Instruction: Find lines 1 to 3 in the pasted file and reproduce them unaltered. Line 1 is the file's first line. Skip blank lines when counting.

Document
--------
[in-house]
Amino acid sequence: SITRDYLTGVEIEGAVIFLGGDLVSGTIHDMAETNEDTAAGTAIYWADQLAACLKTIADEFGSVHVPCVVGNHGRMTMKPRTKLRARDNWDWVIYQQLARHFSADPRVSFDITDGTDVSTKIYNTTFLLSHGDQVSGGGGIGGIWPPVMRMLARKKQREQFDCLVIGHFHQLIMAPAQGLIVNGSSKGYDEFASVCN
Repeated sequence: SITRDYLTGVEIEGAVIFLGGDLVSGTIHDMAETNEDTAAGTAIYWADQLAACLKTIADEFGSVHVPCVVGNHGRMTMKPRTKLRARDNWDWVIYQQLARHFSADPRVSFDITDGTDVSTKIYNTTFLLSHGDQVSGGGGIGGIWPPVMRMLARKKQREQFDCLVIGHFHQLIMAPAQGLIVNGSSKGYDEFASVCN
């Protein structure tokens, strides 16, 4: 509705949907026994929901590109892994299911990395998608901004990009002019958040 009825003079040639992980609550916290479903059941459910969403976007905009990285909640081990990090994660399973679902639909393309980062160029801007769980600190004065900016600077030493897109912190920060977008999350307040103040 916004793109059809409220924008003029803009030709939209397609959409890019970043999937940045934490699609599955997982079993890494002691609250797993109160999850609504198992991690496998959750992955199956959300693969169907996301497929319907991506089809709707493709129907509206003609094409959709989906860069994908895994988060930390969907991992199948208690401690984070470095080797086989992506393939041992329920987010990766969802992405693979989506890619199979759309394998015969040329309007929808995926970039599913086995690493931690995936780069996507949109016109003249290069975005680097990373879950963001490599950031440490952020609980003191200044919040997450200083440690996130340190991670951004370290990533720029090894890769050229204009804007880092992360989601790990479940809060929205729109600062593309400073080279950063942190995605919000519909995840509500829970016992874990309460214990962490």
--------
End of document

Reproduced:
[in-house]
Amino acid sequence: SITRDYLTGVEIEGAVIFLGGDLVSGTIHDMAETNEDTAAGTAIYWADQLAACLKTIADEFGSVHVPCVVGNHGRMTMKPRTKLRARDNWDWVIYQQLARHFSADPRVSFDITDGTDVSTKIYNTTFLLSHGDQVSGGGGIGGIWPPVMRMLARKKQREQFDCLVIGHFHQLIMAPAQGLIVNGSSKGYDEFASVCN
Repeated sequence: SITRDYLTGVEIEGAVIFLGGDLVSGTIHDMAETNEDTAAGTAIYWADQLAACLKTIADEFGSVHVPCVVGNHGRMTMKPRTKLRARDNWDWVIYQQLARHFSADPRVSFDITDGTDVSTKIYNTTFLLSHGDQVSGGGGIGGIWPPVMRMLARKKQREQFDCLVIGHFHQLIMAPAQGLIVNGSSKGYDEFASVCN